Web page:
Because I have seen some drawings by McClard that remind me of the drawings of Constantin Guys (immortalized by Baudelaire in his famous essay “The Painter of Modern Life”) I can tell that McClard is an authentic drawer, probably from babyhood. In his paintings of faces, 26 of which were exhibited in New York in October together with other works, the drawing is done in fresh plaster, and sometimes includes an actual piece of paper pressed over the plaster to make a skinlike skin. The smoothness is required for younger faces, as yet unscarred by the experiences of life which, in time, will mark them even in repose. Here is a list of the names McClard put to the faces in the order in which they happened to be exhibited: Aborigine, Ahab, Queequeg, Ishmael, Earth, Water, Air, Fire, Medusa, No Man, Someone, Somebody, The Wolf in Sheep’s Clothing, Victim of the Great Artiste, Roman Youth, Egyptian Woman, Martian Jesus, Fundamentalist, Poor Devil, Earth Jesus, Blue Nose, God, Young Saturn, Equation, The Wolf.

A few are only slightly facial, but they’re all expressionistic. They say something, they attract the eye as other faces do, they offer us a lesson in how to live without doing our living for us, and they look like people do at fleet moments when their faces become the icon of meaning and we can see just what it is.

Most of the faces are primitive, rather aboriginal things, like the four elements and three of the four elements in Melville’s masterpiece (the tail of the whale is visible behind Queequeg). The plaster in all of these is rather rough with often rather violent, strong colors afforded by using straight powdered pigment. They are gestural drawings made in a heavy material—plaster on steel mesh—and painted afterwards. The names, in most cases, come later, too. Although the names are appropriate and never arbitrary or whimsical like the names of abstract paintings, the paintings, like real expressions, communicate without a name. There is one, though, that deserves an explanation.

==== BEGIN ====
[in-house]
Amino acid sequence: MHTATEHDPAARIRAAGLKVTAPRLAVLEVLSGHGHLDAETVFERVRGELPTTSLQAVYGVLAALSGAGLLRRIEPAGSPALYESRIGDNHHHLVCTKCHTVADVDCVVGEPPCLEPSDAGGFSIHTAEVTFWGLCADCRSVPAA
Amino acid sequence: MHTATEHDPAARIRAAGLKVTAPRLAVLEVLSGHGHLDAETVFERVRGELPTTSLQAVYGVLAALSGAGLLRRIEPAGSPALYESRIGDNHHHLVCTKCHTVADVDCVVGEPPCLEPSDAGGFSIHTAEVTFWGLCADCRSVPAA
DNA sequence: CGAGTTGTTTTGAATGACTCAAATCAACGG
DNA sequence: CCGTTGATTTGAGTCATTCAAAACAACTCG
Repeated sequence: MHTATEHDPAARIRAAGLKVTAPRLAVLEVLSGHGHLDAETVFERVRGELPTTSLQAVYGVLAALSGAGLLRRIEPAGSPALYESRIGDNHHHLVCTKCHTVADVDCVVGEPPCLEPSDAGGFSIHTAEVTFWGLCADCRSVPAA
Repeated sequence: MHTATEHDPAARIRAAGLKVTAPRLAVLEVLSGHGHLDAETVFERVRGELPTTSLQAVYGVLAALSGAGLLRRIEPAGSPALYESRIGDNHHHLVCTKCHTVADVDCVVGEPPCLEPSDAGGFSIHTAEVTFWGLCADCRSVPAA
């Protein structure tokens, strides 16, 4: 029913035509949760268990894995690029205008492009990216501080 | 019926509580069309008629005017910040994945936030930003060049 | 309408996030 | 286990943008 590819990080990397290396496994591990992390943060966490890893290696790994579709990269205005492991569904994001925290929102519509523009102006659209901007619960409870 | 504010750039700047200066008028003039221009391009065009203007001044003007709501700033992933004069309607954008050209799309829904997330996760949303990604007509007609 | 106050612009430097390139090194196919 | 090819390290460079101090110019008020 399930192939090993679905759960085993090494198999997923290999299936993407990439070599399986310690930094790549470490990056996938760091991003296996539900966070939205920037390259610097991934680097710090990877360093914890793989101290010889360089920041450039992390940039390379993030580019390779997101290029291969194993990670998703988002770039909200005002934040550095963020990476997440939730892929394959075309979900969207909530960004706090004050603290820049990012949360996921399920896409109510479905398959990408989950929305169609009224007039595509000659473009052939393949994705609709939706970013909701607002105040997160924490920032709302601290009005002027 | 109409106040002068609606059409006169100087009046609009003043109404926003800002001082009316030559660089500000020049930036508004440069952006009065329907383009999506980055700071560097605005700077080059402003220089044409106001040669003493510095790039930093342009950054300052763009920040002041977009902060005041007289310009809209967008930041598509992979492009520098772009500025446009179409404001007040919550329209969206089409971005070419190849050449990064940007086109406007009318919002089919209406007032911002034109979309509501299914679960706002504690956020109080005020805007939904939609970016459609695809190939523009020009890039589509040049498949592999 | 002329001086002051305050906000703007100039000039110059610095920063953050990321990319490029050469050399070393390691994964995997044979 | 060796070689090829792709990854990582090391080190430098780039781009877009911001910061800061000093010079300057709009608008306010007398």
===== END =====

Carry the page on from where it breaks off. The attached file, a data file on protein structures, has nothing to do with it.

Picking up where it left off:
Victim of the Great Artiste is a weird visage with scrambled features, eyes askew, an unhealthy complexion. It looks cubist. McClard is one of few people who know what the name of the plane that delivered atom bomb #2 over Nagasaki was. The name of the plane that bore the first bomb to Hiroshima is well-known; the Enola Gay, named after the mother of the pilot. The name of the other plane was Great Artiste, no one knows why. McClard’s drawing is at once a comment on early modern art and a rescue operation, for a small section of society, of an aspect of military nomenclature—the idea of a great artist as a bomber.

Drawings in my view are occasional. Although he sometimes sketches, McClard doesn’t do the face paintings from sketches. He draws them in the quickly setting plaster. The plaster is perhaps an inch or more thick and although fragile on the surface, it is somewhat resilient and difficult to crack. It records an intelligence intent on meaning, deft of gesture and rather angry. The anger is charmingly sublimated into expression. The faces are bright, hard, rough (or smooth), and present. Some of them could be portraits, but aren’t. One of the trios, entitled No Man, Somebody, and Someone, shows, in the middle, a snapshotlike portrait of somebody who is somebody. The frame, really part of the plaster drawing, is gilded and the guy is wearing a tie. On the left there is a soldier in jungle camouflage and on the right an American native in warpaint. Such juxtapositions carry strong meanings into an art that has been dominated for years by pure self-reflexivity, the qualities of brushstrokes, and concepts. One sees here the beginnings of an American expressionism that sends its signals out, like any face, for all the world to register, compute, and comprehend.

Ted Castle is a free-lance writer who lives in New York.